What’s In a Name?

“What’s in a name? That which we call a rose by any other name
would smell as sweet.”
   — William Shakespeare

Where Do Names Come From?

Does a name really matter?  The Affordable Care Act was given its name before it was implemented and tested in the marketplace.  Based on this fact, one must conclude that the name was chosen either for its intentions and/or to influence public opinion.  What other reasons could there be?

What comes first, the name or the reason for the name?  I suppose a name can be arbitrarily assigned for no other reason than we need a word for it.  Even so, the name eventually takes on meaning and significance, sometimes more than the object itself.  The Cleveland Browns is a franchise consisting of players, coaches, supporting staff and stadium.  This includes the heritage and the name.  In 1995, when the owner made plans to move the franchise to Baltimore, the city threatened legal action.  The team name was so important that it became a major bargaining chip in the compromise that in the end, allowed the owner to move the team to Baltimore, but leave the name behind.

Names are assigned to something that is real or at least created in the mind.  I’m not aware of any situation where someone created a name first then set out to make something that fit it.  “Google!”  That’s a cool word.  I think I’ll make a Google this week, IF I can decide what it is.”

Business Development – A Confusing Name

Sometimes a name takes on brand new meaning even to the point where it has so many meanings that the name becomes confusing.  This brings us to the topic of the week: business development.  Some people associate it with the sales function.  Others would say business development is about building infrastructure or strategic business relationships.  Product development is another perspective. So which is it?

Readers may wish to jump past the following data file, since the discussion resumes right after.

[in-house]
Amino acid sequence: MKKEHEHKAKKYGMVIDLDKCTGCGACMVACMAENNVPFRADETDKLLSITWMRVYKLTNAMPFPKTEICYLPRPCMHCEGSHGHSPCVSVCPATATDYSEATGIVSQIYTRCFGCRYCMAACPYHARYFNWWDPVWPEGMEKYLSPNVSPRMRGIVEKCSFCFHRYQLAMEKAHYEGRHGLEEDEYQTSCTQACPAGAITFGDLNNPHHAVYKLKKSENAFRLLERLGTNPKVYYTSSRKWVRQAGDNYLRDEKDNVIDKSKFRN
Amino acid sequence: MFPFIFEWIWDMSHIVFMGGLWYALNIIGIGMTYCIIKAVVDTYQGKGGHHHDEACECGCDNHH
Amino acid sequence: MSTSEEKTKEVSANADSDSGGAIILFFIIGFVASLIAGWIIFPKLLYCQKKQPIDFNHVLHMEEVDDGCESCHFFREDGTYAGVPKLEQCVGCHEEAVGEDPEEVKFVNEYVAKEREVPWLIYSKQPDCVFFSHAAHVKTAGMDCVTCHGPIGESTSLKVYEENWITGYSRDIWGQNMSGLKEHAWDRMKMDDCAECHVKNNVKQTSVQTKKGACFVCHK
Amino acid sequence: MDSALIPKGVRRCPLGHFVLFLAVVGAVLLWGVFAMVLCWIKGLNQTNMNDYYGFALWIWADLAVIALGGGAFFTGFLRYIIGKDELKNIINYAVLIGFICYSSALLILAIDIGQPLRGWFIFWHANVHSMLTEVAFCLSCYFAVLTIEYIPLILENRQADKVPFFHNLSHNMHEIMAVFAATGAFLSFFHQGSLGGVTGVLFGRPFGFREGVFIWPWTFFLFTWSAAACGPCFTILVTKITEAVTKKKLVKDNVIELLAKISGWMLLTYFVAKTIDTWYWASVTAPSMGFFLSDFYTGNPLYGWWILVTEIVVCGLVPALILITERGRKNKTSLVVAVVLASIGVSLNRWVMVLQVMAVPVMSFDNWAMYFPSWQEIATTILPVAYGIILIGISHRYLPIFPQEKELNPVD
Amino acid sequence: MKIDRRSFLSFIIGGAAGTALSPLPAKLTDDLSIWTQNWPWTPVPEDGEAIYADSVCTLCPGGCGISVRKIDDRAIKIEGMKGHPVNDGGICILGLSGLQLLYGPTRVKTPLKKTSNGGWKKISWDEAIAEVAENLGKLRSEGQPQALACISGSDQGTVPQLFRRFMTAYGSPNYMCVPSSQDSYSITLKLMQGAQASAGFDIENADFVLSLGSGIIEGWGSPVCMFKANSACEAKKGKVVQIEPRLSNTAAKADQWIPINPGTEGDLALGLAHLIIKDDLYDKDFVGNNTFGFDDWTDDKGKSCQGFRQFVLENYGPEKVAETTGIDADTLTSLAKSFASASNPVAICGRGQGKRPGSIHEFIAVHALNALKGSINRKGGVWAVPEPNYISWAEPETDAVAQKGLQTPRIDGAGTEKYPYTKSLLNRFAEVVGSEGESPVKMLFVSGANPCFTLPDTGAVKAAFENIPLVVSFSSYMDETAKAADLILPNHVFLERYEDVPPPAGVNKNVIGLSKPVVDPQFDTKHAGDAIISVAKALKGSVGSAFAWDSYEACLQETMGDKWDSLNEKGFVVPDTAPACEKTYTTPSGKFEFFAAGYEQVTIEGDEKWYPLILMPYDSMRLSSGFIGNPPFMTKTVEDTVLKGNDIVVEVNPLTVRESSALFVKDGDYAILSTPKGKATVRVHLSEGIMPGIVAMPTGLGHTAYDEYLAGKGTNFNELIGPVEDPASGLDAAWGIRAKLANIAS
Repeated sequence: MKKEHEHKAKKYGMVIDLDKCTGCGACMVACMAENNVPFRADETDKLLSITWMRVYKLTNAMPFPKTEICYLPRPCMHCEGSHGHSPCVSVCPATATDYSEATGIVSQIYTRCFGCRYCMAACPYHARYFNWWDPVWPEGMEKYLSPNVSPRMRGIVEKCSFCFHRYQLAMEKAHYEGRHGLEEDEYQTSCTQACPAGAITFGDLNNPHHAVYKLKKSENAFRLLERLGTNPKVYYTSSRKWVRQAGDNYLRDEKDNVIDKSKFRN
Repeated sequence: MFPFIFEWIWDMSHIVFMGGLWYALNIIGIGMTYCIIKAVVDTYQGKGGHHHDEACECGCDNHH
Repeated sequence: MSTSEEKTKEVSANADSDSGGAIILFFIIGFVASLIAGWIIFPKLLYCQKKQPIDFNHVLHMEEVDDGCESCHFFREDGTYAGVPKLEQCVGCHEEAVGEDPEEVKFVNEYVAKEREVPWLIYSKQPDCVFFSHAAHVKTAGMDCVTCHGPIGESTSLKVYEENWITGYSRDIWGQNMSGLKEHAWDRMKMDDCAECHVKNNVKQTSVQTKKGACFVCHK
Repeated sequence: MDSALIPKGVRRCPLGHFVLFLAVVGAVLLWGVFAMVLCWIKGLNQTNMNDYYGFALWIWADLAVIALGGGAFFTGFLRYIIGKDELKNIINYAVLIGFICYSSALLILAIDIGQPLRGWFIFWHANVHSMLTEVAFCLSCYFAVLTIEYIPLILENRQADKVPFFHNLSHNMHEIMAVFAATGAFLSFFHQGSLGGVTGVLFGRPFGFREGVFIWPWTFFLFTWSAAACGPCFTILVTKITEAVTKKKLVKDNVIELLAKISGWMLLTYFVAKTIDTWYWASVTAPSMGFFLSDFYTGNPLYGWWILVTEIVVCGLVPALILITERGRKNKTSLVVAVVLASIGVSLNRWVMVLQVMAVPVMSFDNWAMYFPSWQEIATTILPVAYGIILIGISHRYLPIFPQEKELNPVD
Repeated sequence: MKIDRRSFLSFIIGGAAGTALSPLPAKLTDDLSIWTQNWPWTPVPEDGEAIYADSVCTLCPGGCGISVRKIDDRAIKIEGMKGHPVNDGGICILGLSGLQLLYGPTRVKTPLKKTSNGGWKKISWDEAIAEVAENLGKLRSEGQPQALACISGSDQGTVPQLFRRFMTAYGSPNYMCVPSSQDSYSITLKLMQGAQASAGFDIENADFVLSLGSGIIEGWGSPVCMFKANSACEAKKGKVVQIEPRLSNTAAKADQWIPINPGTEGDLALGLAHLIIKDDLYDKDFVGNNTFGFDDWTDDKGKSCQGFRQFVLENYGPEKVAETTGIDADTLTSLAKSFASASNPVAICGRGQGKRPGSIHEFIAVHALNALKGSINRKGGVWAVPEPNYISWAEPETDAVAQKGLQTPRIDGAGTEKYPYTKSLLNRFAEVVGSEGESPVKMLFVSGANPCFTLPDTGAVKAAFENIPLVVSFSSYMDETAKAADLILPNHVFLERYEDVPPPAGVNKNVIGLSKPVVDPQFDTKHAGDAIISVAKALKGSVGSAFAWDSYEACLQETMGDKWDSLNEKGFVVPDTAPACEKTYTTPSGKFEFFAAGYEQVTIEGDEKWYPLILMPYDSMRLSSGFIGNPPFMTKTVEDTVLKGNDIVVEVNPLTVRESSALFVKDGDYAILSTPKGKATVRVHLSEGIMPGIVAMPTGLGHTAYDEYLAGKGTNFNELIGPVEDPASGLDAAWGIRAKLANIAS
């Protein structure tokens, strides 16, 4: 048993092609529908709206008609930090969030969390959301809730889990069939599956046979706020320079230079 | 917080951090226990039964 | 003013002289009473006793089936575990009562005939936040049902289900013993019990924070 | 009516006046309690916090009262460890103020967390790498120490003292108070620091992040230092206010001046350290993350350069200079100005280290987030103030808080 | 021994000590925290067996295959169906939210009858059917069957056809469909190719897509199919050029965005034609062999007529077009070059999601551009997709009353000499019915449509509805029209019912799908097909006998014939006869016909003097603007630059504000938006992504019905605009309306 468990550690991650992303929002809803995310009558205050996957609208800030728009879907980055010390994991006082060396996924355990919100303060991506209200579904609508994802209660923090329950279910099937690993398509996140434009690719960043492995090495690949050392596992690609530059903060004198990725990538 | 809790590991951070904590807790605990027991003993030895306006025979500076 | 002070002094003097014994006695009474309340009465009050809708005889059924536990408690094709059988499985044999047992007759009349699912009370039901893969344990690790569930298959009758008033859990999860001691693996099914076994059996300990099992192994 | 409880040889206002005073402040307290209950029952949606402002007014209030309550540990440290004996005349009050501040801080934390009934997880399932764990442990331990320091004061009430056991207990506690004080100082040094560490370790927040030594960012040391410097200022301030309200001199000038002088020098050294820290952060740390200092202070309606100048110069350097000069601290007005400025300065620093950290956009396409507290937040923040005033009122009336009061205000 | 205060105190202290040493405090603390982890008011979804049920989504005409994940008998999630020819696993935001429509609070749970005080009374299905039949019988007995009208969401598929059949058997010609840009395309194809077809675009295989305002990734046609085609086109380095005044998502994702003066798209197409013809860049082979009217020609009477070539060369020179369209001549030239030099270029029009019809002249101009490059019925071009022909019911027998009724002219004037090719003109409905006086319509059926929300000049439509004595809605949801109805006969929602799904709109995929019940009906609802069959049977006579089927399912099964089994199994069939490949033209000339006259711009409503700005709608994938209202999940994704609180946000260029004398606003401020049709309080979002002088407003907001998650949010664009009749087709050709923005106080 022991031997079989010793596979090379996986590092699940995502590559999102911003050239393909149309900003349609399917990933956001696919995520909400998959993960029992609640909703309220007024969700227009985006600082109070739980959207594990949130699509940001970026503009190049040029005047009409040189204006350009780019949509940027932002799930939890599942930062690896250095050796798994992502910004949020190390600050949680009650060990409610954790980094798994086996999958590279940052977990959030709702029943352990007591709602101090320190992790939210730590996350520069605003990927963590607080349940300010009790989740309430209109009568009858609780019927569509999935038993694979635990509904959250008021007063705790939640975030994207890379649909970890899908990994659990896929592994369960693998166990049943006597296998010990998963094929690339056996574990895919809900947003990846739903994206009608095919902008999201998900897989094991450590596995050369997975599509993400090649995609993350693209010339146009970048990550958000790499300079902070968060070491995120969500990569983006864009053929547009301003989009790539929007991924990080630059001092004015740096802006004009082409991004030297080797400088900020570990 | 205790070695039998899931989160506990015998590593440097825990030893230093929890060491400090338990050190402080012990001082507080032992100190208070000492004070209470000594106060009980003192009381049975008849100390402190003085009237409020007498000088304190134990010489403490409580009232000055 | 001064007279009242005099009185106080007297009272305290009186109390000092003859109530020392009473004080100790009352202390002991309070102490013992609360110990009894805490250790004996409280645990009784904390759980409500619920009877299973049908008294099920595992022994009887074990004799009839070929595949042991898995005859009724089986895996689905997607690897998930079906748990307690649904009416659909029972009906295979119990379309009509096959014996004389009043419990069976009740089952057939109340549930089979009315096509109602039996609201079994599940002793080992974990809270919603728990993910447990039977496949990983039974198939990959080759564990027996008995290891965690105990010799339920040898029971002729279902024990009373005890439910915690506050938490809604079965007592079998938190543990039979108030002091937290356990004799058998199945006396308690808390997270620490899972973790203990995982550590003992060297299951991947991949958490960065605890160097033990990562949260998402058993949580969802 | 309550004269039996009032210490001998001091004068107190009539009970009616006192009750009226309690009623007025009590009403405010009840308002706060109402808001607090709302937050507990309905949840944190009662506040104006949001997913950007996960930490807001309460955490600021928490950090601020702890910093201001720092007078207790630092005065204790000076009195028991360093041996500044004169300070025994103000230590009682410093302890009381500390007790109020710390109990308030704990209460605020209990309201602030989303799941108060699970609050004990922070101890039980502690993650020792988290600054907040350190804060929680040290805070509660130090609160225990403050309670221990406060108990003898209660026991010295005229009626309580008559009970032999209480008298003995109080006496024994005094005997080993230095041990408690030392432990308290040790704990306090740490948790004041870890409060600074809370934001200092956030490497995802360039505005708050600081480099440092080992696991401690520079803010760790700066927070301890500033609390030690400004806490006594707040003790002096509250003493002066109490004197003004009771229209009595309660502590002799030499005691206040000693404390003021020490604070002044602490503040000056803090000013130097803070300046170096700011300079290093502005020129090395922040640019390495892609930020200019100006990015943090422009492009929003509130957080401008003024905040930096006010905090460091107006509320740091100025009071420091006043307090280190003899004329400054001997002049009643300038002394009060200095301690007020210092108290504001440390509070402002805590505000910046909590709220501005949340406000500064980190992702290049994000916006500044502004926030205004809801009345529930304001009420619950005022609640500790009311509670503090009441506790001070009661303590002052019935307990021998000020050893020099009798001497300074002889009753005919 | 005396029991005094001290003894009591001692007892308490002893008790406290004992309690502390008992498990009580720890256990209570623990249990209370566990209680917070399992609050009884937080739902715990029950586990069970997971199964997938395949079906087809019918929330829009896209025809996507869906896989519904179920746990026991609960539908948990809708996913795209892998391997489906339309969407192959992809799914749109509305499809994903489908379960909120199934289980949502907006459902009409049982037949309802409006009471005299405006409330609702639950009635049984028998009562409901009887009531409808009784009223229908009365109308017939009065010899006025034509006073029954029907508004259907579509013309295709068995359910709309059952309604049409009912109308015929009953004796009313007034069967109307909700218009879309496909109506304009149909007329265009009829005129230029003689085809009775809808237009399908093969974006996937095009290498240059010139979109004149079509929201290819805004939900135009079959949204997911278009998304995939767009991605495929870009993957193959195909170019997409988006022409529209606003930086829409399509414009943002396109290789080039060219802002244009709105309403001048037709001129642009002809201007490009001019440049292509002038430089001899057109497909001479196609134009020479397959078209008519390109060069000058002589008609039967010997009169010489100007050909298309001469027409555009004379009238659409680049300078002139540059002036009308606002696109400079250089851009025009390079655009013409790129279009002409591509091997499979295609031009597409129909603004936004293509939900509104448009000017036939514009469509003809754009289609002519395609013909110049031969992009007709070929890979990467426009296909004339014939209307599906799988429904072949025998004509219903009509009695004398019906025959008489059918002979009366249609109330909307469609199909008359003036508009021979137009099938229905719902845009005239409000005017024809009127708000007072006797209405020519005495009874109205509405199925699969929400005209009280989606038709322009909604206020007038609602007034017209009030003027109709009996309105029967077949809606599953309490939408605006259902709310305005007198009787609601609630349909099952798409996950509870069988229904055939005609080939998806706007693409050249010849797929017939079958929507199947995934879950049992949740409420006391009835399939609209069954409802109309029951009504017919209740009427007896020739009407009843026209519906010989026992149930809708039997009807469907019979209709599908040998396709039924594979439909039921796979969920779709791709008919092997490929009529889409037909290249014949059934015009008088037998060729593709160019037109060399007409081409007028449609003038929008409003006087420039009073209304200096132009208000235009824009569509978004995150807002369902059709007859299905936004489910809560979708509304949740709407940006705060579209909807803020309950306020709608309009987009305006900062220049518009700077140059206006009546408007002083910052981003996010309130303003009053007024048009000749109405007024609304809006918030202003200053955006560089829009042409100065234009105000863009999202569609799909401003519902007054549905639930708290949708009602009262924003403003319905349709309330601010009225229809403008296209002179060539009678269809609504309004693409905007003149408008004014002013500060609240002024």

What you most often associate with business development probably depends on your personal perspective.  Here are two definitions that bring clarity to the name and accommodate our multiple perspectives:

“Business development is … the process of uncovering the “unknown unknowns” that can help to grow a company. The key is to focus on specific metrics that define growth for your business and then seek out the partnerships, people and products that increase those metrics.”
— Source:  www.businessinsider.com

“In 1997, the international Committee of Donors for Small Enterprise Development coined the term ‘business development service’ to describe services that improve the performance of the enterprise, its access to markets, and its ability to compete.  BDS includes training, counselling and advice, developing commercial entities, technology development and transfer, information, and business linkages.”
— Source: www.ilo.org

I like both of these definitions for their strong emphasis on people.  Even more, I like what Zig Ziglar said.  “You don’t build a business –you build people– and then people build the business.”

Clay Mathile, former owner of IAMS, once said this, “When you invest a dollar in a person, you get $10 back.  When you invest a dollar in a machine, you get $2 back.”